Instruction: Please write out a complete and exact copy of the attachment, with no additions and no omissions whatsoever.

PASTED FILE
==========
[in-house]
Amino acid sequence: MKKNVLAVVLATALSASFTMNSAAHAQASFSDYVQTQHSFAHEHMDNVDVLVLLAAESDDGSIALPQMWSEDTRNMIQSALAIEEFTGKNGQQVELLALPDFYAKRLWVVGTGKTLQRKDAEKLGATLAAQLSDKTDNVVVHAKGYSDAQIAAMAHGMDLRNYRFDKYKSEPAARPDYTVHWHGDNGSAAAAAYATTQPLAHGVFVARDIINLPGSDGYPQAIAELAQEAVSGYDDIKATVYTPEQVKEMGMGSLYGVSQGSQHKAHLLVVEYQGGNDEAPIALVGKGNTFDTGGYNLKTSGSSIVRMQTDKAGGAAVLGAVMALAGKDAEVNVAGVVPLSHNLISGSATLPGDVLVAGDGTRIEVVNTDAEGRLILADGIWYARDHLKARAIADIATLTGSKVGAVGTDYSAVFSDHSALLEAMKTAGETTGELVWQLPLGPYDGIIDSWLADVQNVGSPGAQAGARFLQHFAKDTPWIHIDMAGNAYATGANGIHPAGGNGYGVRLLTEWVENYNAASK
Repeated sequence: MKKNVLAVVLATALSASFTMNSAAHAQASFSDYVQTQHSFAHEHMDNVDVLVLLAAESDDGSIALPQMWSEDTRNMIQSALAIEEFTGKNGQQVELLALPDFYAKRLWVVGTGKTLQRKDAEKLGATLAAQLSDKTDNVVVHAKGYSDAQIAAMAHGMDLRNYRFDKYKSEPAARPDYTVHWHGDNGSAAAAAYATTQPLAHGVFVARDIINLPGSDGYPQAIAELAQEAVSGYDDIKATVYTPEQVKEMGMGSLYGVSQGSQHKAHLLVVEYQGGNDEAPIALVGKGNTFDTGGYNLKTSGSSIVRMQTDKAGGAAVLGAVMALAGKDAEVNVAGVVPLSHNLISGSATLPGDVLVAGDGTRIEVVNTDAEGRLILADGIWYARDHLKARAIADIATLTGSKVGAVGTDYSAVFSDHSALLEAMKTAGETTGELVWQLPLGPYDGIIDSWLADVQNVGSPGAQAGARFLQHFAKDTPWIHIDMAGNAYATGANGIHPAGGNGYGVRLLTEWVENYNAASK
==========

[in-house]
Amino acid sequence: MKKNVLAVVLATALSASFTMNSAAHAQASFSDYVQTQHSFAHEHMDNVDVLVLLAAESDDGSIALPQMWSEDTRNMIQSALAIEEFTGKNGQQVELLALPDFYAKRLWVVGTGKTLQRKDAEKLGATLAAQLSDKTDNVVVHAKGYSDAQIAAMAHGMDLRNYRFDKYKSEPAARPDYTVHWHGDNGSAAAAAYATTQPLAHGVFVARDIINLPGSDGYPQAIAELAQEAVSGYDDIKATVYTPEQVKEMGMGSLYGVSQGSQHKAHLLVVEYQGGNDEAPIALVGKGNTFDTGGYNLKTSGSSIVRMQTDKAGGAAVLGAVMALAGKDAEVNVAGVVPLSHNLISGSATLPGDVLVAGDGTRIEVVNTDAEGRLILADGIWYARDHLKARAIADIATLTGSKVGAVGTDYSAVFSDHSALLEAMKTAGETTGELVWQLPLGPYDGIIDSWLADVQNVGSPGAQAGARFLQHFAKDTPWIHIDMAGNAYATGANGIHPAGGNGYGVRLLTEWVENYNAASK
Repeated sequence: MKKNVLAVVLATALSASFTMNSAAHAQASFSDYVQTQHSFAHEHMDNVDVLVLLAAESDDGSIALPQMWSEDTRNMIQSALAIEEFTGKNGQQVELLALPDFYAKRLWVVGTGKTLQRKDAEKLGATLAAQLSDKTDNVVVHAKGYSDAQIAAMAHGMDLRNYRFDKYKSEPAARPDYTVHWHGDNGSAAAAAYATTQPLAHGVFVARDIINLPGSDGYPQAIAELAQEAVSGYDDIKATVYTPEQVKEMGMGSLYGVSQGSQHKAHLLVVEYQGGNDEAPIALVGKGNTFDTGGYNLKTSGSSIVRMQTDKAGGAAVLGAVMALAGKDAEVNVAGVVPLSHNLISGSATLPGDVLVAGDGTRIEVVNTDAEGRLILADGIWYARDHLKARAIADIATLTGSKVGAVGTDYSAVFSDHSALLEAMKTAGETTGELVWQLPLGPYDGIIDSWLADVQNVGSPGAQAGARFLQHFAKDTPWIHIDMAGNAYATGANGIHPAGGNGYGVRLLTEWVENYNAASK